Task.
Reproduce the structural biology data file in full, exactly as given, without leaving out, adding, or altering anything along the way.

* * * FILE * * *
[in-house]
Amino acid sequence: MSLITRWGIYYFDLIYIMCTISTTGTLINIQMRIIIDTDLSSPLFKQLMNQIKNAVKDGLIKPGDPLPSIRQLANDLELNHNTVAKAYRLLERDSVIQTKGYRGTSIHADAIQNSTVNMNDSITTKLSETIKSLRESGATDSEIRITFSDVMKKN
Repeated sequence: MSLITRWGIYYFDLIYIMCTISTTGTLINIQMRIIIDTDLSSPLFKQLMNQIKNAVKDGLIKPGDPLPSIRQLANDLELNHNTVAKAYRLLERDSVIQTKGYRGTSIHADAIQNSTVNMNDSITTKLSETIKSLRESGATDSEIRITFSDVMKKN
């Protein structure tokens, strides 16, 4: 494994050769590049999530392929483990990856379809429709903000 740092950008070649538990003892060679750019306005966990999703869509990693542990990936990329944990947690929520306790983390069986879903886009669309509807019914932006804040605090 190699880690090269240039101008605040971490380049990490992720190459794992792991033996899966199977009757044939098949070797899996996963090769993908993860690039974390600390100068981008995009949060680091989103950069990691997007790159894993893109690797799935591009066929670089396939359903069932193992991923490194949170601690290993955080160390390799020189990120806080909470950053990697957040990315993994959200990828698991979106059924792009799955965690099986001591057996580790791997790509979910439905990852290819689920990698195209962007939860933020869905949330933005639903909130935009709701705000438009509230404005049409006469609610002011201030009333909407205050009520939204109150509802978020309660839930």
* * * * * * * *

[in-house]
Amino acid sequence: MSLITRWGIYYFDLIYIMCTISTTGTLINIQMRIIIDTDLSSPLFKQLMNQIKNAVKDGLIKPGDPLPSIRQLANDLELNHNTVAKAYRLLERDSVIQTKGYRGTSIHADAIQNSTVNMNDSITTKLSETIKSLRESGATDSEIRITFSDVMKKN
Repeated sequence: MSLITRWGIYYFDLIYIMCTISTTGTLINIQMRIIIDTDLSSPLFKQLMNQIKNAVKDGLIKPGDPLPSIRQLANDLELNHNTVAKAYRLLERDSVIQTKGYRGTSIHADAIQNSTVNMNDSITTKLSETIKSLRESGATDSEIRITFSDVMKKN
């Protein structure tokens, strides 16, 4: 494994050769590049999530392929483990990856379809429709903000 740092950008070649538990003892060679750019306005966990999703869509990693542990990936990329944990947690929520306790983390069986879903886009669309509807019914932006804040605090 190699880690090269240039101008605040971490380049990490992720190459794992792991033996899966199977009757044939098949070797899996996963090769993908993860690039974390600390100068981008995009949060680091989103950069990691997007790159894993893109690797799935591009066929670089396939359903069932193992991923490194949170601690290993955080160390390799020189990120806080909470950053990697957040990315993994959200990828698991979106059924792009799955965690099986001591057996580790791997790509979910439905990852290819689920990698195209962007939860933020869905949330933005639903909130935009709701705000438009509230404005049409006469609610002011201030009333909407205050009520939204109150509802978020309660839930």